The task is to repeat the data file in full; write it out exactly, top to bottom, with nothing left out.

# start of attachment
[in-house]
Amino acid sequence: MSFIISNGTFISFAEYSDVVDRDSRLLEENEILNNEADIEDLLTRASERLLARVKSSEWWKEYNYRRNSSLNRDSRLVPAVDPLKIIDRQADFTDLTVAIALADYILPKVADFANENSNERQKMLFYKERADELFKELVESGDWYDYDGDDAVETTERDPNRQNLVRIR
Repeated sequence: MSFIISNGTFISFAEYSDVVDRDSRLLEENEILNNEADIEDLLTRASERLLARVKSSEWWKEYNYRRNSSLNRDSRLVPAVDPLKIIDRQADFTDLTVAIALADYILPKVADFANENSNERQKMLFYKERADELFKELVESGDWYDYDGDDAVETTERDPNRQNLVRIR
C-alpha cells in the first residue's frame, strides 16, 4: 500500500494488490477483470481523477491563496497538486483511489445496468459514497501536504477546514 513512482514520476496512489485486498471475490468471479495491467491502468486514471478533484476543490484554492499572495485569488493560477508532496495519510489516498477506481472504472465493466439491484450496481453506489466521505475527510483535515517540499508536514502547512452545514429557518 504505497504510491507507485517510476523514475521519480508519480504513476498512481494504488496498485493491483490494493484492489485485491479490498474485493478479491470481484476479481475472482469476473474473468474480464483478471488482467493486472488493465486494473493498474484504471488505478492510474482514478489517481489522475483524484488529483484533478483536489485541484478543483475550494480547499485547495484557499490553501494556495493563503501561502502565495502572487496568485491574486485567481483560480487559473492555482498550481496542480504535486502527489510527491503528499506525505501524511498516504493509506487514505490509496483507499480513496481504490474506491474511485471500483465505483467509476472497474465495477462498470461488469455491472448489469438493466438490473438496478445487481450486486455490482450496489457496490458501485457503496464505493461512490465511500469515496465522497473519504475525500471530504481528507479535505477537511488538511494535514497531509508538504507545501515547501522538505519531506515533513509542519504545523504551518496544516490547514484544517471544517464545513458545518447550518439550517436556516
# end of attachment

[in-house]
Amino acid sequence: MSFIISNGTFISFAEYSDVVDRDSRLLEENEILNNEADIEDLLTRASERLLARVKSSEWWKEYNYRRNSSLNRDSRLVPAVDPLKIIDRQADFTDLTVAIALADYILPKVADFANENSNERQKMLFYKERADELFKELVESGDWYDYDGDDAVETTERDPNRQNLVRIR
Repeated sequence: MSFIISNGTFISFAEYSDVVDRDSRLLEENEILNNEADIEDLLTRASERLLARVKSSEWWKEYNYRRNSSLNRDSRLVPAVDPLKIIDRQADFTDLTVAIALADYILPKVADFANENSNERQKMLFYKERADELFKELVESGDWYDYDGDDAVETTERDPNRQNLVRIR
C-alpha cells in the first residue's frame, strides 16, 4: 500500500494488490477483470481523477491563496497538486483511489445496468459514497501536504477546514 513512482514520476496512489485486498471475490468471479495491467491502468486514471478533484476543490484554492499572495485569488493560477508532496495519510489516498477506481472504472465493466439491484450496481453506489466521505475527510483535515517540499508536514502547512452545514429557518 504505497504510491507507485517510476523514475521519480508519480504513476498512481494504488496498485493491483490494493484492489485485491479490498474485493478479491470481484476479481475472482469476473474473468474480464483478471488482467493486472488493465486494473493498474484504471488505478492510474482514478489517481489522475483524484488529483484533478483536489485541484478543483475550494480547499485547495484557499490553501494556495493563503501561502502565495502572487496568485491574486485567481483560480487559473492555482498550481496542480504535486502527489510527491503528499506525505501524511498516504493509506487514505490509496483507499480513496481504490474506491474511485471500483465505483467509476472497474465495477462498470461488469455491472448489469438493466438490473438496478445487481450486486455490482450496489457496490458501485457503496464505493461512490465511500469515496465522497473519504475525500471530504481528507479535505477537511488538511494535514497531509508538504507545501515547501522538505519531506515533513509542519504545523504551518496544516490547514484544517471544517464545513458545518447550518439550517436556516